“I have got used to comrades in arms dying,” said Dmitry Karpov, who wore military fatigues, adding that Prigozhin had shown by his actions how things should be done in wartime. “Such people remain in history as an example.”

Another man who came to pay his respects, Alexander Dykhov, alluded to criticism by President Vladimir Putin of Prigozhin’s past mistakes. “The talk about some mistakes, different opinions, I think all this will be forgotten. And in people’s memory there will be the image of a hero. He and Dmitry Utkin are real heroes.”

Putin described the June 23-24 mutiny as a treacherous “stab in the back,” but later met with Prigozhin in the Kremlin. He sent his condolences on Thursday to the families of those killed in the crash.

Western politicians and commentators have suggested, without presenting evidence, that Putin ordered Prigozhin to be killed as punishment for the mutiny, which also represented the biggest challenge to Putin’s own rule since he came to power in 1999.

Putin paid a mixed tribute to Prigozhin on Thursday, describing him as a “talented businessman” but also as a flawed character who “made serious mistakes in life.”

Kremlin spokesman Dmitry Peskov said on Friday that such suggestions were “an absolute lie.” Asked whether Putin might attend Prigozhin’s funeral, Peskov said it was too early to say and also noted the president’s “busy schedule.”

Wagner fighters played a prominent role in the fighting in eastern Ukraine, especially in the months-long siege of the city of Bakhmut, despite Prigozhin’s frequent, profanity-laced attacks on Russia’s military high command over their conduct of the war that culminated in the failed mutiny.

The fate of Wagner, which until recently played a prominent role in Russia’s military campaign in Ukraine and was involved in a number of African and Middle Eastern countries, is uncertain.

After the mutiny, the Kremlin said Prigozhin would be exiled in Belarus, and his fighters were offered three options: to follow him there, retire or enlist in Russia’s regular army and return to Ukraine, where Wagner mercenaries had fought alongside Russian troops.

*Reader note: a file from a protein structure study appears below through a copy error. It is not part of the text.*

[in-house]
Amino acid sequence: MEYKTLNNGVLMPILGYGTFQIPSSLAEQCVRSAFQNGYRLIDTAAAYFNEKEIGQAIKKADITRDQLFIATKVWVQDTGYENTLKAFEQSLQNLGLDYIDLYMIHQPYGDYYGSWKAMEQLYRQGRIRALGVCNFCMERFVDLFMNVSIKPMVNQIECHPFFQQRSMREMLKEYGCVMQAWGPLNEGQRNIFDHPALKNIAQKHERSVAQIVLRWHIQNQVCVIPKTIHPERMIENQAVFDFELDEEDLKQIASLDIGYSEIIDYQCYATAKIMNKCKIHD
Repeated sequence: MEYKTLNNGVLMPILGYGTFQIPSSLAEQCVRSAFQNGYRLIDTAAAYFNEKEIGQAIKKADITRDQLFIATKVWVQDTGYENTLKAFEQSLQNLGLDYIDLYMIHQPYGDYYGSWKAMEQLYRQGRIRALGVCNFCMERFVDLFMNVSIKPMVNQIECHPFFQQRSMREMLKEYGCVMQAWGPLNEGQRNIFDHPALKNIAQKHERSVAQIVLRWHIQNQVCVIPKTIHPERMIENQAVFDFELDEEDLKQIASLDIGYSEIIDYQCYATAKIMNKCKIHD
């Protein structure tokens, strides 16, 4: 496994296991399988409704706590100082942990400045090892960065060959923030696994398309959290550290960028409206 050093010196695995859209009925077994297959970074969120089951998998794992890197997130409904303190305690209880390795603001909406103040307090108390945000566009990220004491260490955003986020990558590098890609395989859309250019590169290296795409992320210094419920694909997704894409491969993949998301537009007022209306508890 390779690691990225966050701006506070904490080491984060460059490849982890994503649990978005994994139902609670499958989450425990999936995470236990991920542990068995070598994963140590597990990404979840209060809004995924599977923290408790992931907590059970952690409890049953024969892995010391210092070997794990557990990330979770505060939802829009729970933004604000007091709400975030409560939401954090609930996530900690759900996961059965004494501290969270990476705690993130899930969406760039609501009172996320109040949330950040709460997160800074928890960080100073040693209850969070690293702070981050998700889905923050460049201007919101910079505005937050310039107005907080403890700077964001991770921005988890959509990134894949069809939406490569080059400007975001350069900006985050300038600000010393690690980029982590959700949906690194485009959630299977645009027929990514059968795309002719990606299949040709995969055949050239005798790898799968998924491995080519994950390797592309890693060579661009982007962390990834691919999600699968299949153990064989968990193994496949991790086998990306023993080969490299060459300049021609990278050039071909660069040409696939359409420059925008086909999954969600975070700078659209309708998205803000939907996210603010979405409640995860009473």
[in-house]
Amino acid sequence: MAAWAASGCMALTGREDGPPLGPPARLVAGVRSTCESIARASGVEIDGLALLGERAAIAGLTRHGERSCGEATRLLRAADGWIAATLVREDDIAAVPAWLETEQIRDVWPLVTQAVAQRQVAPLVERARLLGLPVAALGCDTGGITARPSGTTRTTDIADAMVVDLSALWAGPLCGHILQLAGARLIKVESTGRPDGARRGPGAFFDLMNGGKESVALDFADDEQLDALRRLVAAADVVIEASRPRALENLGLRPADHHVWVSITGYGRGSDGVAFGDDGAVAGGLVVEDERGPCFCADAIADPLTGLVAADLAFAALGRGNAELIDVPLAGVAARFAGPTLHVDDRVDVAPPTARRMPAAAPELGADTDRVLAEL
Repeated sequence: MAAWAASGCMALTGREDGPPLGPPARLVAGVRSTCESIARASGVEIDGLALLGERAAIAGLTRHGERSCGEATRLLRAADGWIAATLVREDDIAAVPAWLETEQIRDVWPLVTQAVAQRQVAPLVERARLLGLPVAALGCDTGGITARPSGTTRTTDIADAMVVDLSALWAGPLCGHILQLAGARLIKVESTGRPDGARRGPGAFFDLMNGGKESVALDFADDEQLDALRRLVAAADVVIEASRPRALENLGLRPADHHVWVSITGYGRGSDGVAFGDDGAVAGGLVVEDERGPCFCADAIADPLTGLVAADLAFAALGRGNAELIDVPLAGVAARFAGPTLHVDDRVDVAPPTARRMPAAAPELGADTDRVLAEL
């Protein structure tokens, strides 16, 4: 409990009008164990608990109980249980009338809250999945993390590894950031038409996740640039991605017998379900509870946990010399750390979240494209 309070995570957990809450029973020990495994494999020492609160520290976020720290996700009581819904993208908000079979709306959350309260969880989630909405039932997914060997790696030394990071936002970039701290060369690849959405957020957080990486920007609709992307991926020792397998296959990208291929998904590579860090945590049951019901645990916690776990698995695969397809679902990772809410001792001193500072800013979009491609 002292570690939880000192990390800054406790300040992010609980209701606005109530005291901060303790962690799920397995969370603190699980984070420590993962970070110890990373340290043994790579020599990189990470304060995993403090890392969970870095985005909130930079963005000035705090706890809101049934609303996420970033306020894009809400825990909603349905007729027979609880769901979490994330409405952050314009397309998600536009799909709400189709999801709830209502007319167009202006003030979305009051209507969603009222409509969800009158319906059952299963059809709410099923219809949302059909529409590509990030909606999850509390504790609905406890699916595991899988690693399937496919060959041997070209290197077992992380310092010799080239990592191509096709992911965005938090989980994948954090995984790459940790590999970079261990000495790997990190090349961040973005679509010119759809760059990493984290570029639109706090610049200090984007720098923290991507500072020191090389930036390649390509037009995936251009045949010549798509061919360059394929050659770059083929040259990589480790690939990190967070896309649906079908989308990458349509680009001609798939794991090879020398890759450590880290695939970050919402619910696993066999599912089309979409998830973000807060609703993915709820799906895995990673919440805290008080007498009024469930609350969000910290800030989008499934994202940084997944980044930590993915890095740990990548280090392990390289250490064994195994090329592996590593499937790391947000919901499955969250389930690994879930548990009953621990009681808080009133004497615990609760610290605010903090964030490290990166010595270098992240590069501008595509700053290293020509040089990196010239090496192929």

Several thousand Wagner mercenaries opted to move to Belarus, where a camp was erected for them southeast of the capital, Minsk.

The Wagner fighters have now left Ukraine and some have relocated to neighboring Belarus under the terms of a deal that ended their mutiny.

Some are expected to be absorbed into Russia’s armed forces but many will be angry over the sudden demise of the group’s founder who inspired a high degree of loyalty among his men.


Hindu-Muslim divisions sway voting in Indian district scarred by deadly riots

Hindu-Muslim divisions sway voting in Indian district scarred by deadly riots
Updated 9 sec ago
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Hindu-Muslim divisions sway voting in Indian district scarred by deadly riots

Hindu-Muslim divisions sway voting in Indian district scarred by deadly riots
  • Villages are largely self-segregated by religion in and around Muzaffarnagar in the most populous Uttar Pradesh state
  • Violent clashes broke out in 2013 after two Hindus stabbed Muslim youth to death, accusing him of harassing their sister

MUZAFFARNAGAR: Hindu-Muslim enmity made way for peace in an Indian district that saw deadly riots a decade ago but religious divisions still influence residents who voted on Friday in general elections in which Hindu nationalism is a key theme.